Nothing that is currently happening in the commercial world can ever be compared to the appalling events that continue to unfold in Ukraine. However, this report exists to observe the trials and tribulations of oil and energy markets and the pandemonium experienced since 1st March – across all commodity sectors – is quite frankly incomparable to anything that has gone before.
Operating in such a commercial environment is not for the faint-hearted. Providing fixed prices when markets are moving at breakneck speed has been (euphemism alert) “challenging”. Delivering diesel when every loading point in the country has either been on allocation (a form of supply rationing) or overrun by eco-protesters has required “patience”. And manufacturing AdBlue when over 40% of the required raw material (Automotive Urea) comes from Ukraine and Russia, has necessitated “new and inventive ways of working”.
Such is our world at the moment, but even in the light of these formidable day to day pressures, the headline story continues to be the ongoing seismic movements in the oil price. Prior to the 1st March of this year, the biggest historical upward movement in the diesel price was 4.30 pence per litre (ppl) on 16th September 2019 (this after Saudi oil facilities were attacked by Iranian “sponsored” drones). Since the Ukrainian invasion, this hitherto record has now been broken 7 times(!) and the new biggest single day rise (8th March) sits at 8.87ppl!
Conversely, the biggest single diesel price drop in history was (minus) 5.39ppl on 26th November 2021. This coincided with the World Health Organisation announcing the discovery of the new Omicron COVID variant, and actually was a good indicator as to just how febrile oil markets had become by the end of 2021 (prior to the Ukrainian invasion). Even so, since March 1st this record historical drop has also been broken – twice – and the new record (10th March) sits at minus 11.62ppl!
Even when not breaking records, “normal” daily price movements have still been wild, with price volatility (up and down) at unprecedented levels. The average daily movement in the diesel price over the last 5 years (up to 28th Feb 2022) was $7.44 per tonne or 0.46ppl. This means that from 2017 – 2022, prices moved (up or down) by around half a penny a litre per day – a level of volatility that most buyers and sellers got used to living with. Since March 1st of this year, the new average daily movement has been $57.04 per tonne or 3.59ppl – that’s a level of volatility that most market players (big or small) struggle to deal with.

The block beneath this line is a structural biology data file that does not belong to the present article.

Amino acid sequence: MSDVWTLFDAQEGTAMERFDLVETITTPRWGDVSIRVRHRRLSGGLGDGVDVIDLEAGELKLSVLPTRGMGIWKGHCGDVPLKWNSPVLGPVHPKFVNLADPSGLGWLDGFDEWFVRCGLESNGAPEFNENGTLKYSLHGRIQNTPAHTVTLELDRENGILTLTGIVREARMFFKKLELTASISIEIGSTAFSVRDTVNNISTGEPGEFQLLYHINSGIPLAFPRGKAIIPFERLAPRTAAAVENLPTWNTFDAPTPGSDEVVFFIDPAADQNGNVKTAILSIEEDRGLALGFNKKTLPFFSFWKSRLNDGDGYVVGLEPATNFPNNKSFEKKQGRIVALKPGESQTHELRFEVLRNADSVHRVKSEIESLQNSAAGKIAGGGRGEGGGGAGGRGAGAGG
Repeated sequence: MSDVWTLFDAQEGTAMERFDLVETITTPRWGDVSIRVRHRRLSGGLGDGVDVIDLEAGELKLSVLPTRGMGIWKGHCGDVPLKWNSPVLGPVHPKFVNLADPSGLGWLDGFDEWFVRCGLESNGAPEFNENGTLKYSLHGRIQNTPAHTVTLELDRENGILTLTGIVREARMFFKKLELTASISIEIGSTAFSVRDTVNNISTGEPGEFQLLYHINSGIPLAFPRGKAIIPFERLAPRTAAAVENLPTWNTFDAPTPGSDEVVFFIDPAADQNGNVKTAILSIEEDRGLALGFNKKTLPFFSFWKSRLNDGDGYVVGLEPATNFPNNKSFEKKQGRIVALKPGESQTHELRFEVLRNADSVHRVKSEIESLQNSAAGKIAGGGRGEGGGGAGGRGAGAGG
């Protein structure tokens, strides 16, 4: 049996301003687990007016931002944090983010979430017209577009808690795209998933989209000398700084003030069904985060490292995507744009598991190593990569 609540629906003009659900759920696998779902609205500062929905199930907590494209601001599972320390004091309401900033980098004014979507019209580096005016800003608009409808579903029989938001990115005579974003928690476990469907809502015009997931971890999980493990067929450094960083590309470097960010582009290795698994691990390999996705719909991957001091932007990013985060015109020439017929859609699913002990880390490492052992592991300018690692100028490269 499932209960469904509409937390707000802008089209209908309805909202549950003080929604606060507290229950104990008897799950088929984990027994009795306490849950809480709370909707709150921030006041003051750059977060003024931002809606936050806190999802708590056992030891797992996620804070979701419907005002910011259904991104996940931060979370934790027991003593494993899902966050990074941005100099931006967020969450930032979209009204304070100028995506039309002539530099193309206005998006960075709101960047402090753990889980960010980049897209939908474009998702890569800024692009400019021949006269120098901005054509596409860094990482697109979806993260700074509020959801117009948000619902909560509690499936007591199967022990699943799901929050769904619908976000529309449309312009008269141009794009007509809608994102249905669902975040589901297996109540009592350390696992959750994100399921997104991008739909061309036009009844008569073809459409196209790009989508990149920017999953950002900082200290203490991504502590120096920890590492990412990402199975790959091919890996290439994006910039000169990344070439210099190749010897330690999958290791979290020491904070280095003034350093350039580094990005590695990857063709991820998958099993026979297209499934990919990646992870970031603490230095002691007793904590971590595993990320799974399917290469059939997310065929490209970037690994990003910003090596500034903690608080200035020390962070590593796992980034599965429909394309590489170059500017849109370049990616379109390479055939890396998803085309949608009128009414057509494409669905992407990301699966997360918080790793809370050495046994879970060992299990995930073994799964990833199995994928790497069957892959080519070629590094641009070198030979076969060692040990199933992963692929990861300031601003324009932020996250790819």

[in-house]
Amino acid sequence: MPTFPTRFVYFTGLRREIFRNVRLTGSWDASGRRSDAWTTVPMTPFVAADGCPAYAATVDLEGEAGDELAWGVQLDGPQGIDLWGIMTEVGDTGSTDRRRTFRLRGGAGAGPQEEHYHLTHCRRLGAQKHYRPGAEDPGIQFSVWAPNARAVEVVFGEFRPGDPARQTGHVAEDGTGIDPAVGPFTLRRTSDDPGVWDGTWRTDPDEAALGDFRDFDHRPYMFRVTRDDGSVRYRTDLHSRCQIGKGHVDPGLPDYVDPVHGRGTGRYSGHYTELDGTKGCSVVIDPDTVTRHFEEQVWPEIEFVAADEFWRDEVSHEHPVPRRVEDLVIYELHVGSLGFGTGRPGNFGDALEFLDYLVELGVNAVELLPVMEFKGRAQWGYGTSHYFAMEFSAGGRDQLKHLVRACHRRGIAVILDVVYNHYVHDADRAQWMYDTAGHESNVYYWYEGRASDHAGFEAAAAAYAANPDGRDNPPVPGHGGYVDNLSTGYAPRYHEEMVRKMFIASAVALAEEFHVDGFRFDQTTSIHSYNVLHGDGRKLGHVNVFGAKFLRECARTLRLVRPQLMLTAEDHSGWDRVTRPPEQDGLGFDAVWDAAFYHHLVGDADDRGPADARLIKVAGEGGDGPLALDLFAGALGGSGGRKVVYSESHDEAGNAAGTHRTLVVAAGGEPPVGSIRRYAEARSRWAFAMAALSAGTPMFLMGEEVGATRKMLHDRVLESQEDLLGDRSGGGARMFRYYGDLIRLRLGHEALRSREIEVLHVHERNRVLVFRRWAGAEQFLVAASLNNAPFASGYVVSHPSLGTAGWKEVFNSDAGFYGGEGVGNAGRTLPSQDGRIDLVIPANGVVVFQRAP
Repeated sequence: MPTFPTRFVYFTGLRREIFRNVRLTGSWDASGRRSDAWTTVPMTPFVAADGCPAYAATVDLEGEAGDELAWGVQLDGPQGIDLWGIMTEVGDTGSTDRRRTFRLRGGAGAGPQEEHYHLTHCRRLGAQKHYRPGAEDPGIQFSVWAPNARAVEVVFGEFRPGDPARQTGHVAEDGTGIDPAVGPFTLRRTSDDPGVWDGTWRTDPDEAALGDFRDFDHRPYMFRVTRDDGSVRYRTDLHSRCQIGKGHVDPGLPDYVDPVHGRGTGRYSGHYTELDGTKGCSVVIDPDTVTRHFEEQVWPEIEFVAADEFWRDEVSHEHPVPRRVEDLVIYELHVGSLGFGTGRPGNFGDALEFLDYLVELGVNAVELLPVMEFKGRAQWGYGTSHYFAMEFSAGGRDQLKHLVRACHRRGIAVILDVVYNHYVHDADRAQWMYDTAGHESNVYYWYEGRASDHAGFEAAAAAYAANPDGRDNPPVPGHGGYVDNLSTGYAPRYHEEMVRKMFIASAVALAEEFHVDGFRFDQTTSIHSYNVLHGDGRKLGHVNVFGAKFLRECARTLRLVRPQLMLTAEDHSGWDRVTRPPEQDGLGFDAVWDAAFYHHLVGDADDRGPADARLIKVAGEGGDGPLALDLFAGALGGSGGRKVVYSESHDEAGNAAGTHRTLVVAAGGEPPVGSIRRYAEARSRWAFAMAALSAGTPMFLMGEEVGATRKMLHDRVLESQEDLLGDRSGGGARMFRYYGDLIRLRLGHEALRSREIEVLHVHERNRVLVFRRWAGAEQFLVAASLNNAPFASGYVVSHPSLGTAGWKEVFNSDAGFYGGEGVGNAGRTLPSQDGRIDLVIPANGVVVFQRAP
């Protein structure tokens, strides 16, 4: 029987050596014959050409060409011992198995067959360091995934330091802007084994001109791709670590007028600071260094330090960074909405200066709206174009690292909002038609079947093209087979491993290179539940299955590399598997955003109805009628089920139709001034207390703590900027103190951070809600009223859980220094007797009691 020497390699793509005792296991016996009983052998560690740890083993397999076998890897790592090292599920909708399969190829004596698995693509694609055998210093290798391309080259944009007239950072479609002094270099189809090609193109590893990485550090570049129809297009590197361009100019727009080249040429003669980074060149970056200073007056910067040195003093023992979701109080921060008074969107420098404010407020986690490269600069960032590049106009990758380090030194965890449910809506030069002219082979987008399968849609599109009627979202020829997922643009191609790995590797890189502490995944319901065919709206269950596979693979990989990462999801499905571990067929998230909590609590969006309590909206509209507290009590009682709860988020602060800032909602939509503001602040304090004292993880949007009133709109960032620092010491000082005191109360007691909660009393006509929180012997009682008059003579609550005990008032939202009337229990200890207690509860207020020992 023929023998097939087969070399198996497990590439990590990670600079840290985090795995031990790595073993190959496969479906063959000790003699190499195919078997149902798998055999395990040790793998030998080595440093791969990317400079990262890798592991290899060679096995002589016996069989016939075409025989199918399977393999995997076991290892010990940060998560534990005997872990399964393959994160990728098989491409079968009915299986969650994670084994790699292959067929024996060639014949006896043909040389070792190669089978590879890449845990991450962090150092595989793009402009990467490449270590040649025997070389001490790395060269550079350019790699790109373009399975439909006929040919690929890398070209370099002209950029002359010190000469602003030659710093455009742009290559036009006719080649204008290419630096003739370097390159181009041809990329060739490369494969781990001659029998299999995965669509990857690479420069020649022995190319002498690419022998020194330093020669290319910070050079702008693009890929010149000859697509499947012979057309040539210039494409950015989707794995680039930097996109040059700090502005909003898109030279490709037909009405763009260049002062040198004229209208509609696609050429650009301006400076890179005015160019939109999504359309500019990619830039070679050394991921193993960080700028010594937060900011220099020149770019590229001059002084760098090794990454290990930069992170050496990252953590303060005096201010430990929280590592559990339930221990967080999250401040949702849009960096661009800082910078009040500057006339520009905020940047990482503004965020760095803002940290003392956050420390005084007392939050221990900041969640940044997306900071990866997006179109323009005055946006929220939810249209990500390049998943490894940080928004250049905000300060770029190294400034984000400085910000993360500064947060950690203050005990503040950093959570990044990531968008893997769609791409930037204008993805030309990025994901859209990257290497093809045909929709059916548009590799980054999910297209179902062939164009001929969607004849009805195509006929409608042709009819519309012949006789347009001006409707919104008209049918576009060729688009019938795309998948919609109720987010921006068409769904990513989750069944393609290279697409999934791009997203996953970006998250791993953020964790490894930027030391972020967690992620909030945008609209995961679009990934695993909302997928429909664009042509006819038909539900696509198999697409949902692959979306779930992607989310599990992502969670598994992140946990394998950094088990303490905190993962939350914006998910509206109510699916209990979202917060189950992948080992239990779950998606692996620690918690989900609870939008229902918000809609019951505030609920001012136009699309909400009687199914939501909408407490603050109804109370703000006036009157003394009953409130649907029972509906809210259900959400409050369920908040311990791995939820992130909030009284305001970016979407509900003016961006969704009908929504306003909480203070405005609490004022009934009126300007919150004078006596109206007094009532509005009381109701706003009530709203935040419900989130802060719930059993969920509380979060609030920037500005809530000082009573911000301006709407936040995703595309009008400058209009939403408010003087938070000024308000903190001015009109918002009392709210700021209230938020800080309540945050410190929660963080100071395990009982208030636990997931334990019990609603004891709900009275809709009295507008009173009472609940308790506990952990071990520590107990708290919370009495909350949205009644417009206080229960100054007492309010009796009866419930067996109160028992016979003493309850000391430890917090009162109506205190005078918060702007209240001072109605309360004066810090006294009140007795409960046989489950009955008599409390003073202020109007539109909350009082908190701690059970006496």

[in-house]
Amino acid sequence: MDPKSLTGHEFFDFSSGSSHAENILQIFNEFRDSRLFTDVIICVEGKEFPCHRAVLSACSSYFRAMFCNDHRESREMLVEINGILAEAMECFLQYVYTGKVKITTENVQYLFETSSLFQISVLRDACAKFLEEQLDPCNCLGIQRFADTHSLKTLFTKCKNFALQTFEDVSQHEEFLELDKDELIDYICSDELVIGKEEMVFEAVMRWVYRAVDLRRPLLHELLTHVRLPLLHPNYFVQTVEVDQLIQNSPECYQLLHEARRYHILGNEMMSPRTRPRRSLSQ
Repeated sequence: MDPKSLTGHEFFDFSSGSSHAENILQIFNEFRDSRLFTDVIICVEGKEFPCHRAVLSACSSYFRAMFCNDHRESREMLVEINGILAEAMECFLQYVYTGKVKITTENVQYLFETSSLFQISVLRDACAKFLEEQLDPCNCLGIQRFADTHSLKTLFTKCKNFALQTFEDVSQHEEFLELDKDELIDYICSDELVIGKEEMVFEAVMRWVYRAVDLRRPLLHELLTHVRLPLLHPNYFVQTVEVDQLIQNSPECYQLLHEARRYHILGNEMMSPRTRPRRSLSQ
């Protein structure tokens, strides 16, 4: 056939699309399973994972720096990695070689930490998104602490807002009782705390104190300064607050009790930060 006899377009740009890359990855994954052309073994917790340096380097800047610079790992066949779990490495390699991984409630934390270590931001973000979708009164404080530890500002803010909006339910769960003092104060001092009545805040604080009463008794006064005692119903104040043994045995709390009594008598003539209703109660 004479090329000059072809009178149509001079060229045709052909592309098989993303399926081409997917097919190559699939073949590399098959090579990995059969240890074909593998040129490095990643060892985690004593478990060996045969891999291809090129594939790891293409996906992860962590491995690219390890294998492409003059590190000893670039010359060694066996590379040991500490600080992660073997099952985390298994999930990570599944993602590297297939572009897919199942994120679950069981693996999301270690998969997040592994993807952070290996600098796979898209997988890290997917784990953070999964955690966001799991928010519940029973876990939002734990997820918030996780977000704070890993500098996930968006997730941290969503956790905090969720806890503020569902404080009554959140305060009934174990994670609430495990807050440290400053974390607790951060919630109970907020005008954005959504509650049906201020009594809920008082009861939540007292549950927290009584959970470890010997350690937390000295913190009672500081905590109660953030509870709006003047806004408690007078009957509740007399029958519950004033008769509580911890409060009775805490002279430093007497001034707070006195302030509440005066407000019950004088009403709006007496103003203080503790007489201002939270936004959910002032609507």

Sadly for UK consumers, the price volatility experienced on global markets is only part of the story, as British buyers are also hit when product shortages affect the UK supply chain. For those readers who maintain that what we have here is simply a case of profiteering by fuel suppliers, consider this stand-out fact. In the last week of February, the UK imported over 350m litres of diesel from Russia (around 25% of total UK diesel consumption). Two weeks later, we imported precisely zero litres from Russia! Whilst Britain’s fuel supply-chain is famously quick to adjust to shortages, no level of flexibility and innovation can fill a 350ml hole in 2 weeks. So the UK is short of diesel, oil terminals are rationing availability and the price has risen accordingly.
Finally we have AdBlue which is no longer an environmental nice to have, but an integral part of the power transmission system in all Euro 6 diesel engines. In short, when a modern diesel engine has no AdBlue, it won’t run. This is now a fairly hefty concern when you consider how much Prilled Automotive Urea (the raw material that goes into making AdBlue) previously came from Russia and Ukraine. Furthermore, as a fertiliser bi-product – another industry dominated by Russian and Ukrainian production and now also facing dire shortages – prices have rocketed. 12 months ago, urea was trading at around $500 per tonne. Now it trades at $1,600 per tonne and bulk AdBlue prices have correspondingly soared from around 20ppl to over 65ppl.
These are the real-world examples that lie behind headlines predicting rampant inflation over the next 12 months and it is difficult to see how things will improve anytime soon. Even if the Ukrainian war was to end today, it seems highly unlikely that sanctions will be dropped, which means high prices, supply-chain delays and operational challenges are here for a while yet. Our fuel system is currently stretched to the limit and whilst the industry will find solutions – it always does – they will not be straight-forward and nor will they be consumer friendly.